If your young guys are actually serious about learning, they will jump at this opportunity. If they can't commit to 2 evening classes per week for a few months, then you can know that they aren't worth your time.

Btw the program teaches Fusion.
 
I expect to need to do all the training myself, but has anyone had good results with the Titan online courses?
Is the intent to free up some of your own time?

Management is a full time job. When you're done initially training your guys, you'll still need to manage them every day. It never ends.

The usefulness of Titan's courses is immaterial. You'd be sending the wrong message right off the bat by having new guys teach themselves. Establish your authority and expertise by doing all of the training yourself, and continuing to train and correct mistakes after the initial phase.

You'll have plenty of free time to yourself after your guys clock out. :) :crazy:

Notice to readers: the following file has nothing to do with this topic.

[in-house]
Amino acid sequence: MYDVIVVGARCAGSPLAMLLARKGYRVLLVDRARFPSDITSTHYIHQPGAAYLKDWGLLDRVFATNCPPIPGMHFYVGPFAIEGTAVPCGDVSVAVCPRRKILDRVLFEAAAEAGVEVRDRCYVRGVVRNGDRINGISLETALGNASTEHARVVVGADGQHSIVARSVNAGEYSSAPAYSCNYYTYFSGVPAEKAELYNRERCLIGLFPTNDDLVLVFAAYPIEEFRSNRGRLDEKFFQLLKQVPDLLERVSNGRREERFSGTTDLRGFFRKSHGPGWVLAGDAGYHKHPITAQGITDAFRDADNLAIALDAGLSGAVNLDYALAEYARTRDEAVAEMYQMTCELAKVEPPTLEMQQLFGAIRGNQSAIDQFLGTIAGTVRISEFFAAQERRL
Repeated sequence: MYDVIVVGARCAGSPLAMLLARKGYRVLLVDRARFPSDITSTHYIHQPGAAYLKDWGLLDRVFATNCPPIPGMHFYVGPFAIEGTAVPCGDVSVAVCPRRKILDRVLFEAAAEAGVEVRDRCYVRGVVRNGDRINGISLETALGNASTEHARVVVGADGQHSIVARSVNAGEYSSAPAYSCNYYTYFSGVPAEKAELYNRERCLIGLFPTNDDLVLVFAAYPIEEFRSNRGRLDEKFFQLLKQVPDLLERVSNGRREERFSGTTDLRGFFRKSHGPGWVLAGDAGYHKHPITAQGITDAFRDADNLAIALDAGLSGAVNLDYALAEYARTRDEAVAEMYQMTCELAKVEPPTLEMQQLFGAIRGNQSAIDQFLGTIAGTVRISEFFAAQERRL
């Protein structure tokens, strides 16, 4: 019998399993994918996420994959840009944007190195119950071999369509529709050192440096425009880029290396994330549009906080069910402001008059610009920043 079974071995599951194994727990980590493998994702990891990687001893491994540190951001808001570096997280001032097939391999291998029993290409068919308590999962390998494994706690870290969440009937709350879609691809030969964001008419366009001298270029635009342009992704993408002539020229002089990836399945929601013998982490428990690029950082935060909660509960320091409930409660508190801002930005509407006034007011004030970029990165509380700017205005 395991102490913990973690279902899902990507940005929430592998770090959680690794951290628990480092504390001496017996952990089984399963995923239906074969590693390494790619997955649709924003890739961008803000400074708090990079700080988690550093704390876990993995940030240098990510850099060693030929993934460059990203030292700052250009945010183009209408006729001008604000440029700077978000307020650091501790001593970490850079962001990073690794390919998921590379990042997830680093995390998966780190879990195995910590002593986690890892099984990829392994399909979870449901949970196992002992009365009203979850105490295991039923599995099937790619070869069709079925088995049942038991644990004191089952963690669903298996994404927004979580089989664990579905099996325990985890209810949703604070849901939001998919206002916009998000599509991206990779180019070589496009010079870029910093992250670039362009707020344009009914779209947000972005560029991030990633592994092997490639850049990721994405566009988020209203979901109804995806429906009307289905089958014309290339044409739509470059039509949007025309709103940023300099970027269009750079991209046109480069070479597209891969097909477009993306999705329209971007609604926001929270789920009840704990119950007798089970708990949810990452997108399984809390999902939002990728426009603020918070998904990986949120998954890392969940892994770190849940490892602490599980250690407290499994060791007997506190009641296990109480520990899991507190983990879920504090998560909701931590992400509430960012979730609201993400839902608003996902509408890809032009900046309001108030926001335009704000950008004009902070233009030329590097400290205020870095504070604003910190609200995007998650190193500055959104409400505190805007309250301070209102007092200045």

Send them to night school as someone suggested. You're in the machining business not the training business. When I was doing my apprenticeship there was a ratio of something like 4 journeyman required for each apprentice. I'm sure this was to balance the load so that journeyman were still productive. Companies with insufficient journeyman would send their apprentices to colleges or training centres with the resources. Your time is far more productively spent making chips or facilitating the making of them than the making of tradesman. Titans of CNC is a modern day social media phenomenon I don't even think it's really a training institution it's more of a overblown ego look at me comedy channel.